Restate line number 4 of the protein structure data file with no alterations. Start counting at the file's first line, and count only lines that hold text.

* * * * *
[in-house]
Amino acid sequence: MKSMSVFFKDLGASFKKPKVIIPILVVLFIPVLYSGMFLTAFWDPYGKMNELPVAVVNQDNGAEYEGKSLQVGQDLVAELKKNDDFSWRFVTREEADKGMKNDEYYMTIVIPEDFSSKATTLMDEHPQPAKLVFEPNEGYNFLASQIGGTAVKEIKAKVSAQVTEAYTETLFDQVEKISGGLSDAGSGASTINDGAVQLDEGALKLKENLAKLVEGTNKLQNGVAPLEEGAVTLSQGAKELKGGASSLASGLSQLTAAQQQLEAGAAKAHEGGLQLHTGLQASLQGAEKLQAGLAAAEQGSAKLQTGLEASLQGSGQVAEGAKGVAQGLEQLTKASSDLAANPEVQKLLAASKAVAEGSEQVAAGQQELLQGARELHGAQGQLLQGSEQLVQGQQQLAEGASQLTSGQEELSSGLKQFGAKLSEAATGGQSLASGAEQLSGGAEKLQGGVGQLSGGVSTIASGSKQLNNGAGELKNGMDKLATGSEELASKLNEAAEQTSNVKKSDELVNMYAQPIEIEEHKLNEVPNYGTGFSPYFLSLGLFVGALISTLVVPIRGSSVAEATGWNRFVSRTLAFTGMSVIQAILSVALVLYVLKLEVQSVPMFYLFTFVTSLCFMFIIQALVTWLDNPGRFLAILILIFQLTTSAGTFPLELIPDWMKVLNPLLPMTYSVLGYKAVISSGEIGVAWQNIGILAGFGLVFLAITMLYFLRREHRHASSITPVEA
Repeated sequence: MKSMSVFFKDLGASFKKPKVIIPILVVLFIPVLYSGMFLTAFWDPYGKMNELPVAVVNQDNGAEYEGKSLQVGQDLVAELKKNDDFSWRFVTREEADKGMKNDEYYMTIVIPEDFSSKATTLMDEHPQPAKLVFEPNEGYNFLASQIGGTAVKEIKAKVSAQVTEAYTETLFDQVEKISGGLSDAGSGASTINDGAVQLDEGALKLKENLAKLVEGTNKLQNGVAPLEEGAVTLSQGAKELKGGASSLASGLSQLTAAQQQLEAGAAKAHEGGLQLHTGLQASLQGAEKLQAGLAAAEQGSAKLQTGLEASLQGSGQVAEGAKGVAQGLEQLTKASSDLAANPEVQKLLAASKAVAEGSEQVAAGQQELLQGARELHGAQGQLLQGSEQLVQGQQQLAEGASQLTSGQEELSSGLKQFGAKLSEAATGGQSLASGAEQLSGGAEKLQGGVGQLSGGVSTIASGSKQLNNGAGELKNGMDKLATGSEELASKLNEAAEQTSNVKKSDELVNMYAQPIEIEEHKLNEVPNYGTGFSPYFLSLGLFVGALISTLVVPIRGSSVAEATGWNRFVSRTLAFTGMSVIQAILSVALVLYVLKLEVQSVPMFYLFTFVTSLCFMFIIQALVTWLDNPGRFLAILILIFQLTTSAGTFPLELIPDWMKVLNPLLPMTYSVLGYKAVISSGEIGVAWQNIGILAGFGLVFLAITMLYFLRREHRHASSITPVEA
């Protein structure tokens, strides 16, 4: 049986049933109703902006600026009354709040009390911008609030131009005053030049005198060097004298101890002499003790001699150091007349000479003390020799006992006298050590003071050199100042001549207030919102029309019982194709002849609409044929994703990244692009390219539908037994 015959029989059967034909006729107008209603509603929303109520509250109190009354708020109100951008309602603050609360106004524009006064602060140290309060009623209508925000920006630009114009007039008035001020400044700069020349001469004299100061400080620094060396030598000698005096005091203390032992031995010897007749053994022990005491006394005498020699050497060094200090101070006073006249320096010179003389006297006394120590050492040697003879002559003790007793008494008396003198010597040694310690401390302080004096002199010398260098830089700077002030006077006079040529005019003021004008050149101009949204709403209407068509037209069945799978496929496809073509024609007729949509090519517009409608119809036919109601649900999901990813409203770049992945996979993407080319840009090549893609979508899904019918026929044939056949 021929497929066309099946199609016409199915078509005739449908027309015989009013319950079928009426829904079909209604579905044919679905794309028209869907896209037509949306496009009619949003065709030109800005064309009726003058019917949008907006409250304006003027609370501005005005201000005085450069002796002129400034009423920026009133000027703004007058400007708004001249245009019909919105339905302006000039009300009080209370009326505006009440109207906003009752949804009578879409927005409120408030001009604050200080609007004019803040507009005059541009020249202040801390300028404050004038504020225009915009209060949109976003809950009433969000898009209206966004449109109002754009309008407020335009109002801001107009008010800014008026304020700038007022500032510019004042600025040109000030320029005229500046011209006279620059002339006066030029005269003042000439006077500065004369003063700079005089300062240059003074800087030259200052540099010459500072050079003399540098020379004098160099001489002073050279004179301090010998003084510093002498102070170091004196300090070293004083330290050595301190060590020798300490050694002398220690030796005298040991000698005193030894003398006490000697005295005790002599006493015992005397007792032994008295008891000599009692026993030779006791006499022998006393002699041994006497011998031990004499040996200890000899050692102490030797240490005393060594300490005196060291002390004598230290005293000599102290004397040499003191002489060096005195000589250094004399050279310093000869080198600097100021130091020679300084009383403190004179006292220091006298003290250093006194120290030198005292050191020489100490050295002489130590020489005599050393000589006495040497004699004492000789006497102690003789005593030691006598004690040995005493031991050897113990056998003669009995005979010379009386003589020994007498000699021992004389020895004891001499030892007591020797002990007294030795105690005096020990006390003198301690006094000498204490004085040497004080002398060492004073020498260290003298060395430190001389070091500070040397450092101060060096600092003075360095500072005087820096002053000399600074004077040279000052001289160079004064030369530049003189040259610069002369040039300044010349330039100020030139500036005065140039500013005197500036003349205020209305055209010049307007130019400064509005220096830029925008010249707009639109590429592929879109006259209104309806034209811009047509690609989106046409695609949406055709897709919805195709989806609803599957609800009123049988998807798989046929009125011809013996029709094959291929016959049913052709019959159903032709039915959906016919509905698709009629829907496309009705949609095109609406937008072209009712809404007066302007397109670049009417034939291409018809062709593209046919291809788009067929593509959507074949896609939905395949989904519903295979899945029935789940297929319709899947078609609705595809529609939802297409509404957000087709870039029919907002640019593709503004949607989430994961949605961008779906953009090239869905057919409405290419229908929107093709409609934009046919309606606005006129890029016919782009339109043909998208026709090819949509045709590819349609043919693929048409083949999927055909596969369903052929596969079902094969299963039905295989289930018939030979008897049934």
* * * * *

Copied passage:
């Protein structure tokens, strides 16, 4: 049986049933109703902006600026009354709040009390911008609030131009005053030049005198060097004298101890002499003790001699150091007349000479003390020799006992006298050590003071050199100042001549207030919102029309019982194709002849609409044929994703990244692009390219539908037994 015959029989059967034909006729107008209603509603929303109520509250109190009354708020109100951008309602603050609360106004524009006064602060140290309060009623209508925000920006630009114009007039008035001020400044700069020349001469004299100061400080620094060396030598000698005096005091203390032992031995010897007749053994022990005491006394005498020699050497060094200090101070006073006249320096010179003389006297006394120590050492040697003879002559003790007793008494008396003198010597040694310690401390302080004096002199010398260098830089700077002030006077006079040529005019003021004008050149101009949204709403209407068509037209069945799978496929496809073509024609007729949509090519517009409608119809036919109601649900999901990813409203770049992945996979993407080319840009090549893609979508899904019918026929044939056949 021929497929066309099946199609016409199915078509005739449908027309015989009013319950079928009426829904079909209604579905044919679905794309028209869907896209037509949306496009009619949003065709030109800005064309009726003058019917949008907006409250304006003027609370501005005005201000005085450069002796002129400034009423920026009133000027703004007058400007708004001249245009019909919105339905302006000039009300009080209370009326505006009440109207906003009752949804009578879409927005409120408030001009604050200080609007004019803040507009005059541009020249202040801390300028404050004038504020225009915009209060949109976003809950009433969000898009209206966004449109109002754009309008407020335009109002801001107009008010800014008026304020700038007022500032510019004042600025040109000030320029005229500046011209006279620059002339006066030029005269003042000439006077500065004369003063700079005089300062240059003074800087030259200052540099010459500072050079003399540098020379004098160099001489002073050279004179301090010998003084510093002498102070170091004196300090070293004083330290050595301190060590020798300490050694002398220690030796005298040991000698005193030894003398006490000697005295005790002599006493015992005397007792032994008295008891000599009692026993030779006791006499022998006393002699041994006497011998031990004499040996200890000899050692102490030797240490005393060594300490005196060291002390004598230290005293000599102290004397040499003191002489060096005195000589250094004399050279310093000869080198600097100021130091020679300084009383403190004179006292220091006298003290250093006194120290030198005292050191020489100490050295002489130590020489005599050393000589006495040497004699004492000789006497102690003789005593030691006598004690040995005493031991050897113990056998003669009995005979010379009386003589020994007498000699021992004389020895004891001499030892007591020797002990007294030795105690005096020990006390003198301690006094000498204490004085040497004080002398060492004073020498260290003298060395430190001389070091500070040397450092101060060096600092003075360095500072005087820096002053000399600074004077040279000052001289160079004064030369530049003189040259610069002369040039300044010349330039100020030139500036005065140039500013005197500036003349205020209305055209010049307007130019400064509005220096830029925008010249707009639109590429592929879109006259209104309806034209811009047509690609989106046409695609949406055709897709919805195709989806609803599957609800009123049988998807798989046929009125011809013996029709094959291929016959049913052709019959159903032709039915959906016919509905698709009629829907496309009705949609095109609406937008072209009712809404007066302007397109670049009417034939291409018809062709593209046919291809788009067929593509959507074949896609939905395949989904519903295979899945029935789940297929319709899947078609609705595809529609939802297409509404957000087709870039029919907002640019593709503004949607989430994961949605961008779906953009090239869905057919409405290419229908929107093709409609934009046919309606606005006129890029016919782009339109043909998208026709090819949509045709590819349609043919693929048409083949999927055909596969369903052929596969079902094969299963039905295989289930018939030979008897049934």